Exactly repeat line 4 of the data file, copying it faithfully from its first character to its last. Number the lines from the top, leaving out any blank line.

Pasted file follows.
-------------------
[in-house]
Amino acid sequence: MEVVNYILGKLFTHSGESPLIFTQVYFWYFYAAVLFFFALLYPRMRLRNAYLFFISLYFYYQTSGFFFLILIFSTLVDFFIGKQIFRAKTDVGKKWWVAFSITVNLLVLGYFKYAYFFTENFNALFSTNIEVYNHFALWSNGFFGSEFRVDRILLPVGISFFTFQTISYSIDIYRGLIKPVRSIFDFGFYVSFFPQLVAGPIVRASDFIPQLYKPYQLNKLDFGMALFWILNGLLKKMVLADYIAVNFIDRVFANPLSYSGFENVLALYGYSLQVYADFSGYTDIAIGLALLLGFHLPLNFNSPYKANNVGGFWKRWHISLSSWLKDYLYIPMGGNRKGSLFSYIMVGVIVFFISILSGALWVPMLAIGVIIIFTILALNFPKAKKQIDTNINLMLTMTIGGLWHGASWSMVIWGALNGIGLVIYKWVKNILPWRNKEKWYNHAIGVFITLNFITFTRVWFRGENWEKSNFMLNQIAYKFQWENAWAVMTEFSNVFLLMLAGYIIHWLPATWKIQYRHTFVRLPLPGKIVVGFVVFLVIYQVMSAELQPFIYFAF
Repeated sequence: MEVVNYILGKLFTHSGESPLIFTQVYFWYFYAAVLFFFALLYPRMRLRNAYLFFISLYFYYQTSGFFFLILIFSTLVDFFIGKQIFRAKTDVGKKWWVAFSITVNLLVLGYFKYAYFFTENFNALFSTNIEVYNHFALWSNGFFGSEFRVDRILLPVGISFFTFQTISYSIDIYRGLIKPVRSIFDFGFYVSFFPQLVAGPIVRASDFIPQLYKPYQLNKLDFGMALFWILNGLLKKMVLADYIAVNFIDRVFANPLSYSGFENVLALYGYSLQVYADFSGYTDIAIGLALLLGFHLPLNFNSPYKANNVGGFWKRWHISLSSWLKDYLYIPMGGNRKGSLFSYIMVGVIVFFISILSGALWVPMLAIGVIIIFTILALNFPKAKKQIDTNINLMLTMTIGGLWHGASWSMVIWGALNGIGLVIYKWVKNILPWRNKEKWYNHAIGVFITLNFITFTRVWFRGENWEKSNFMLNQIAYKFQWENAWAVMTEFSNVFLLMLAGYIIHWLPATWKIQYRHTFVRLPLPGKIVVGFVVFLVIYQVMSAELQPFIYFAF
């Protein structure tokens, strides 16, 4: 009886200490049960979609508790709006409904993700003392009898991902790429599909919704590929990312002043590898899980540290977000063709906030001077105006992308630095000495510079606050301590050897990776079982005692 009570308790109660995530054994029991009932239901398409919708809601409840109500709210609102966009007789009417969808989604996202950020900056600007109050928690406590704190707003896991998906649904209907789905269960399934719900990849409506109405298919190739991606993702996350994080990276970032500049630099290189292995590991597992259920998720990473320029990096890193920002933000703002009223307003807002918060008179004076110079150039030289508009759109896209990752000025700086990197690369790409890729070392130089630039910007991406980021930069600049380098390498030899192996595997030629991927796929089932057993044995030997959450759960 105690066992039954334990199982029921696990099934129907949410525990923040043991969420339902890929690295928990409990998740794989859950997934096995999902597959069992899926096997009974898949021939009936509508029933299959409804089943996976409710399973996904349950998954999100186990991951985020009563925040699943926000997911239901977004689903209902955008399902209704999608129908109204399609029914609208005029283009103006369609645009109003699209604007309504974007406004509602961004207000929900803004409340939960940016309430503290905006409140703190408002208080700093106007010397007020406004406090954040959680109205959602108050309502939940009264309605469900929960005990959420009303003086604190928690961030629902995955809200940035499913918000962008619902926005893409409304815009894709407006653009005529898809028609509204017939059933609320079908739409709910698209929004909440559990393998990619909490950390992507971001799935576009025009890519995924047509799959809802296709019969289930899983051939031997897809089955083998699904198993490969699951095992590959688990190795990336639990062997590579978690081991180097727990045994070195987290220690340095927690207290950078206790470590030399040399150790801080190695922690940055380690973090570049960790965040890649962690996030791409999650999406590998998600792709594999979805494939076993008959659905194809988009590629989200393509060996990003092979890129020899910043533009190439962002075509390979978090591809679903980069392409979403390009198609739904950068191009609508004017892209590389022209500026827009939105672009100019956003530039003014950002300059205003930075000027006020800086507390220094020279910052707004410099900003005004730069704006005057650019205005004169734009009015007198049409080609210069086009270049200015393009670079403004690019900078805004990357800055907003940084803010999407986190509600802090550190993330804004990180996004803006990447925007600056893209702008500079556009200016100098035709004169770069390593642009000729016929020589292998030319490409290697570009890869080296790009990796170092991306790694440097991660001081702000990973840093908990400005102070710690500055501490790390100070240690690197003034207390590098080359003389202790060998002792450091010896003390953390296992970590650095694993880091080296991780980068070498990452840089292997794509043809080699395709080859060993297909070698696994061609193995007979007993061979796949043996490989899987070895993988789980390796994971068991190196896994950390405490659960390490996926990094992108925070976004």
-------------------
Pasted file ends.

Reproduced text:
């Protein structure tokens, strides 16, 4: 009886200490049960979609508790709006409904993700003392009898991902790429599909919704590929990312002043590898899980540290977000063709906030001077105006992308630095000495510079606050301590050897990776079982005692 009570308790109660995530054994029991009932239901398409919708809601409840109500709210609102966009007789009417969808989604996202950020900056600007109050928690406590704190707003896991998906649904209907789905269960399934719900990849409506109405298919190739991606993702996350994080990276970032500049630099290189292995590991597992259920998720990473320029990096890193920002933000703002009223307003807002918060008179004076110079150039030289508009759109896209990752000025700086990197690369790409890729070392130089630039910007991406980021930069600049380098390498030899192996595997030629991927796929089932057993044995030997959450759960 105690066992039954334990199982029921696990099934129907949410525990923040043991969420339902890929690295928990409990998740794989859950997934096995999902597959069992899926096997009974898949021939009936509508029933299959409804089943996976409710399973996904349950998954999100186990991951985020009563925040699943926000997911239901977004689903209902955008399902209704999608129908109204399609029914609208005029283009103006369609645009109003699209604007309504974007406004509602961004207000929900803004409340939960940016309430503290905006409140703190408002208080700093106007010397007020406004406090954040959680109205959602108050309502939940009264309605469900929960005990959420009303003086604190928690961030629902995955809200940035499913918000962008619902926005893409409304815009894709407006653009005529898809028609509204017939059933609320079908739409709910698209929004909440559990393998990619909490950390992507971001799935576009025009890519995924047509799959809802296709019969289930899983051939031997897809089955083998699904198993490969699951095992590959688990190795990336639990062997590579978690081991180097727990045994070195987290220690340095927690207290950078206790470590030399040399150790801080190695922690940055380690973090570049960790965040890649962690996030791409999650999406590998998600792709594999979805494939076993008959659905194809988009590629989200393509060996990003092979890129020899910043533009190439962002075509390979978090591809679903980069392409979403390009198609739904950068191009609508004017892209590389022209500026827009939105672009100019956003530039003014950002300059205003930075000027006020800086507390220094020279910052707004410099900003005004730069704006005057650019205005004169734009009015007198049409080609210069086009270049200015393009670079403004690019900078805004990357800055907003940084803010999407986190509600802090550190993330804004990180996004803006990447925007600056893209702008500079556009200016100098035709004169770069390593642009000729016929020589292998030319490409290697570009890869080296790009990796170092991306790694440097991660001081702000990973840093908990400005102070710690500055501490790390100070240690690197003034207390590098080359003389202790060998002792450091010896003390953390296992970590650095694993880091080296991780980068070498990452840089292997794509043809080699395709080859060993297909070698696994061609193995007979007993061979796949043996490989899987070895993988789980390796994971068991190196896994950390405490659960390490996926990094992108925070976004």